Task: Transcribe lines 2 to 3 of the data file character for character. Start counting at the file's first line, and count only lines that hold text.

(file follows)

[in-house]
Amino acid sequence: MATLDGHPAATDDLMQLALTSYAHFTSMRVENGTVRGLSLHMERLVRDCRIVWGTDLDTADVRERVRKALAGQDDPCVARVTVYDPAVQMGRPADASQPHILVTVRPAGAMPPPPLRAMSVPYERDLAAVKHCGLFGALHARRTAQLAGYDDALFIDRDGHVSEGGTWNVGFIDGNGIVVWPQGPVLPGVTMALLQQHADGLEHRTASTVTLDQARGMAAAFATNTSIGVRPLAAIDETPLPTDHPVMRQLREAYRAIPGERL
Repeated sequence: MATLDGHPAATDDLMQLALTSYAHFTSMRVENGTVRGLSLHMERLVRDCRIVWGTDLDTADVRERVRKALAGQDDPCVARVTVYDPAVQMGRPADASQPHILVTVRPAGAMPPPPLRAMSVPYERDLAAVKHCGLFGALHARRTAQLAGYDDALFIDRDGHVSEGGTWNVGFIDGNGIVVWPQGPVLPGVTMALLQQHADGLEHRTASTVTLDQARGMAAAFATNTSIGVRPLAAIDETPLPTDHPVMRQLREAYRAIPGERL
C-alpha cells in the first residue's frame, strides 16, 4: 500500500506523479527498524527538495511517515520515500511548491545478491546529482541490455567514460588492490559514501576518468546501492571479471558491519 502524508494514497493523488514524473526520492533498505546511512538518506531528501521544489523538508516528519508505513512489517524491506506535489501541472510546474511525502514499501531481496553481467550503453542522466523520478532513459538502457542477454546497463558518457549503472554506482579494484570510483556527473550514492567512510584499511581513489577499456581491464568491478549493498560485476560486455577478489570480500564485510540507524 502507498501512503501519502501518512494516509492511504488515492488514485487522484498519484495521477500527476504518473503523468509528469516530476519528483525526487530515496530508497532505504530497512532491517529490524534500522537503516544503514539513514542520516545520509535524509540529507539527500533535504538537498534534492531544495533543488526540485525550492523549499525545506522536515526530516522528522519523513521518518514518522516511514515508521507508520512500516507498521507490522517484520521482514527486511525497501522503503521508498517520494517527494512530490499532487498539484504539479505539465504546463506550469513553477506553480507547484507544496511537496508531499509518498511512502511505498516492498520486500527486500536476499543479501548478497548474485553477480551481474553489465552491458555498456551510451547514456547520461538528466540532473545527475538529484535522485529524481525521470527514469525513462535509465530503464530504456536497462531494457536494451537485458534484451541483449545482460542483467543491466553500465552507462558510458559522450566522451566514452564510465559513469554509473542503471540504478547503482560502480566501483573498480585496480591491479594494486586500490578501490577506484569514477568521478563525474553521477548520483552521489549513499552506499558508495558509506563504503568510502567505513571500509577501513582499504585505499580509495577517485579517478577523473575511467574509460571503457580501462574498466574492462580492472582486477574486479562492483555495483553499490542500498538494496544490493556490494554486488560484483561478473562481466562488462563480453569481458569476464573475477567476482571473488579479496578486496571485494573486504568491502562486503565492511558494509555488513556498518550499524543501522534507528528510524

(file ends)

Amino acid sequence: MATLDGHPAATDDLMQLALTSYAHFTSMRVENGTVRGLSLHMERLVRDCRIVWGTDLDTADVRERVRKALAGQDDPCVARVTVYDPAVQMGRPADASQPHILVTVRPAGAMPPPPLRAMSVPYERDLAAVKHCGLFGALHARRTAQLAGYDDALFIDRDGHVSEGGTWNVGFIDGNGIVVWPQGPVLPGVTMALLQQHADGLEHRTASTVTLDQARGMAAAFATNTSIGVRPLAAIDETPLPTDHPVMRQLREAYRAIPGERL
Repeated sequence: MATLDGHPAATDDLMQLALTSYAHFTSMRVENGTVRGLSLHMERLVRDCRIVWGTDLDTADVRERVRKALAGQDDPCVARVTVYDPAVQMGRPADASQPHILVTVRPAGAMPPPPLRAMSVPYERDLAAVKHCGLFGALHARRTAQLAGYDDALFIDRDGHVSEGGTWNVGFIDGNGIVVWPQGPVLPGVTMALLQQHADGLEHRTASTVTLDQARGMAAAFATNTSIGVRPLAAIDETPLPTDHPVMRQLREAYRAIPGERL